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Multi-running macro experience?


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I've had mixed experience with simultaneous macros. There are limitations like being able to run only one Window-on-Top (WoT) macro unless there is some intentional synchronisation. Several non-Window (Background) macros should be able to run simultaneously, limited by the processor queue.

 

I've found that Background macros run well together, although I've not tried much other than some basic testing. Where I've run into problems is with a WoT macro and busy Background macro. In particular I wrote a macro to log CPU% for a given process. Two methods; one used a modified VB script, the other used AutoIt to read the data from a Task Manager application. I was trying to log Firefox's CPU usage with one of my web page downloading macros running. I found that the disruption caused by the External Scripts running every second or so interfered with Firefox running. The logging works fine with manual web page operation. The problem may disappear with faster or multi-core CPU.

 

I was wondering what experience others had:

What sort of tasks run well together?

Effect of Background macros on WoT macros?

Effect of other applications on WoT macros?

How well do macros run with simultaneous use of time delays?

How well do macros in general work when one or more are running an External Script (internally or using Program Launch)?

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I've had mixed experience with simultaneous macros. There are limitations like being able to run only one Window-on-Top (WoT) macro unless there is some intentional synchronisation. Several non-Window (Background) macros should be able to run simultaneously, limited by the processor queue.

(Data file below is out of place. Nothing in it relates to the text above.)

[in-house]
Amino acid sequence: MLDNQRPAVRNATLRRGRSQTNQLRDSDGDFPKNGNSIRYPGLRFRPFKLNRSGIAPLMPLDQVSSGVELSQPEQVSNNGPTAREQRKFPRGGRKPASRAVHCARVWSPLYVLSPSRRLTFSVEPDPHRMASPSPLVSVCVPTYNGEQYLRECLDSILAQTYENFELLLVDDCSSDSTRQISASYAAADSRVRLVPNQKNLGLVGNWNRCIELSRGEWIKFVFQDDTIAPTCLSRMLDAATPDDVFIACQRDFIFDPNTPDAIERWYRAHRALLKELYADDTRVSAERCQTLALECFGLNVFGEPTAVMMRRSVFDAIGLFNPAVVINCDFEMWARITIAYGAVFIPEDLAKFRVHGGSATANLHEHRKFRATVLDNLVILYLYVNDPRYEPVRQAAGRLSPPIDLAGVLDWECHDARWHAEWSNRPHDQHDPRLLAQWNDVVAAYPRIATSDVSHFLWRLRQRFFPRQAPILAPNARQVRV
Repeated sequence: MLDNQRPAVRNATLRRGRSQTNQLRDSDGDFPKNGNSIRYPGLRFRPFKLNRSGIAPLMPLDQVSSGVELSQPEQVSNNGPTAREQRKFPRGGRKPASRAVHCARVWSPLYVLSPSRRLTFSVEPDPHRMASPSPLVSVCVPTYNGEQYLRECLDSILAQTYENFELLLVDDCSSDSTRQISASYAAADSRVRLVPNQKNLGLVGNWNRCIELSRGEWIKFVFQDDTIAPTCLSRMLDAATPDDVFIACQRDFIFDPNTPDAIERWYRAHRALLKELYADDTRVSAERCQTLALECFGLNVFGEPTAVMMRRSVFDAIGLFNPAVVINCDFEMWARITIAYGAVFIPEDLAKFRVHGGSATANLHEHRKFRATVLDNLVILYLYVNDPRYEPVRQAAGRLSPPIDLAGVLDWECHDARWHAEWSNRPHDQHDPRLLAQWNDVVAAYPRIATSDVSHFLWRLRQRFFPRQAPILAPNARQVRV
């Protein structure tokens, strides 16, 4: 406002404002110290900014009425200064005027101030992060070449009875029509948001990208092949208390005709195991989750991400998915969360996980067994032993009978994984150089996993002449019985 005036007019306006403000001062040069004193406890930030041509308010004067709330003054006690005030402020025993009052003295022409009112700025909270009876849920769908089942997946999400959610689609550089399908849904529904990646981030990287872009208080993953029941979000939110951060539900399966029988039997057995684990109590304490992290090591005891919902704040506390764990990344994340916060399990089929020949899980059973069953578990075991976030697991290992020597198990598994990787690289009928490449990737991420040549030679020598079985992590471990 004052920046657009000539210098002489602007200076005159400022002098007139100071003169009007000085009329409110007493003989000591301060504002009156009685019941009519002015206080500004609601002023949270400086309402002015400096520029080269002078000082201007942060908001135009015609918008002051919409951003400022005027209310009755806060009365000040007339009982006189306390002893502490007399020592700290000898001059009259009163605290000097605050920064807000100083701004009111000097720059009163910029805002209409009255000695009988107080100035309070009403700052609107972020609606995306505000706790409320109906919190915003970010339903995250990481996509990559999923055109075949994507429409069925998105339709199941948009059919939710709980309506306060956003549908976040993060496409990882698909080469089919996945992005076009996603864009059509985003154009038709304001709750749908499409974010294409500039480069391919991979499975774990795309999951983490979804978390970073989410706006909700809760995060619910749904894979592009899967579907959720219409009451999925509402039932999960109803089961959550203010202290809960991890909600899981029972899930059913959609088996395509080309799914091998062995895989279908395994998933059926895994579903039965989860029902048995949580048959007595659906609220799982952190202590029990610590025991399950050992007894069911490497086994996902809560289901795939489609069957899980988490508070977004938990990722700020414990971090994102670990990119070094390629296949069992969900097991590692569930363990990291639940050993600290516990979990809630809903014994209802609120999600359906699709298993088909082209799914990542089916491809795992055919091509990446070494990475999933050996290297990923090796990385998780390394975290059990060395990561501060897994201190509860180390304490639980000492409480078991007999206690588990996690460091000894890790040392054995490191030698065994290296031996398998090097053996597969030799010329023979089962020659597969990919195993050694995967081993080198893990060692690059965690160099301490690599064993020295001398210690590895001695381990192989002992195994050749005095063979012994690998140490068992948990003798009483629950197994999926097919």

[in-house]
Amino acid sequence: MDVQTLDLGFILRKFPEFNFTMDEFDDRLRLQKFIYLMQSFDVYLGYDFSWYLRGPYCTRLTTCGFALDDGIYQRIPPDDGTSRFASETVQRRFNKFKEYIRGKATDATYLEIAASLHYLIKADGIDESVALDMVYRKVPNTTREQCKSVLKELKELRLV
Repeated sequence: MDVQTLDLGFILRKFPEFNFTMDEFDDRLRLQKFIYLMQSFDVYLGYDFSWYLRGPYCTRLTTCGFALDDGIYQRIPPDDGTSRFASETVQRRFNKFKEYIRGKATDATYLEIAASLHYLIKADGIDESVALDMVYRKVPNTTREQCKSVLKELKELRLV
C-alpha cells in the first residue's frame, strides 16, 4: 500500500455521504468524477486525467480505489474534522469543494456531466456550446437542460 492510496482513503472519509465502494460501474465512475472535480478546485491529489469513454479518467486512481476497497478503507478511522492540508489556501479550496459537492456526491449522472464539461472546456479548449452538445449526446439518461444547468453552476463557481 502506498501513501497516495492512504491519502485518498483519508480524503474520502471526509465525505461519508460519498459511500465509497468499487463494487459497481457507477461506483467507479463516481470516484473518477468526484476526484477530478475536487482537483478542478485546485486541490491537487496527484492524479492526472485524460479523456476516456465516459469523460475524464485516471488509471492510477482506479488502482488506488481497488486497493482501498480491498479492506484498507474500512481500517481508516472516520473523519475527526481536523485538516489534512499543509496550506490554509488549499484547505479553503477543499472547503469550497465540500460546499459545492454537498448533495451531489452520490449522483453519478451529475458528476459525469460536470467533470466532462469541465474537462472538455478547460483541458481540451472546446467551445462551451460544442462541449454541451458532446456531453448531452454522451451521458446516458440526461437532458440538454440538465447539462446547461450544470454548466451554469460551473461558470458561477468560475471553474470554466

I was wondering what experience others had:

What sort of tasks run well together?

Effect of Background macros on WoT macros?

Effect of other applications on WoT macros?

How well do macros run with simultaneous use of time delays?

Well, I make one major use of simultaneous macros, and it works very well indeed.

While ME has a Wait for Keypress command, it's of limited use. I wanted (and others have expressed a similar wish) to be able to wait for any keystroke, and know what keystroke was pressed.

Accordingly I wrote a macro called KeyPress. It is passed a string of between 1 and 36 characters (0-9, A-Z) representing the keystrokes I am currently interested in, initializes the registry with several values and then calls as many macros (all identical except for the character they are comparing against) as there are characters passed in, e.g. KeyPressA, KeyPressM, KeyPressT, each of which is launched asynchronously (i.e. without waiting for it to terminate). One more macro is launched, also asynchronously, which displays a dynamically-created menu corresponding to the key presses of interest (e.g. Axxxxx, Mxxxxxx, Txxxxx).

 

The KeyPress macro then goes into a loop waiting for the relevant registry value to be set (by KeypressA, M or T) to one of these values, or one indicating the user-specified timeout (usually around 3 seconds) has occurred. The menu macro is then closed.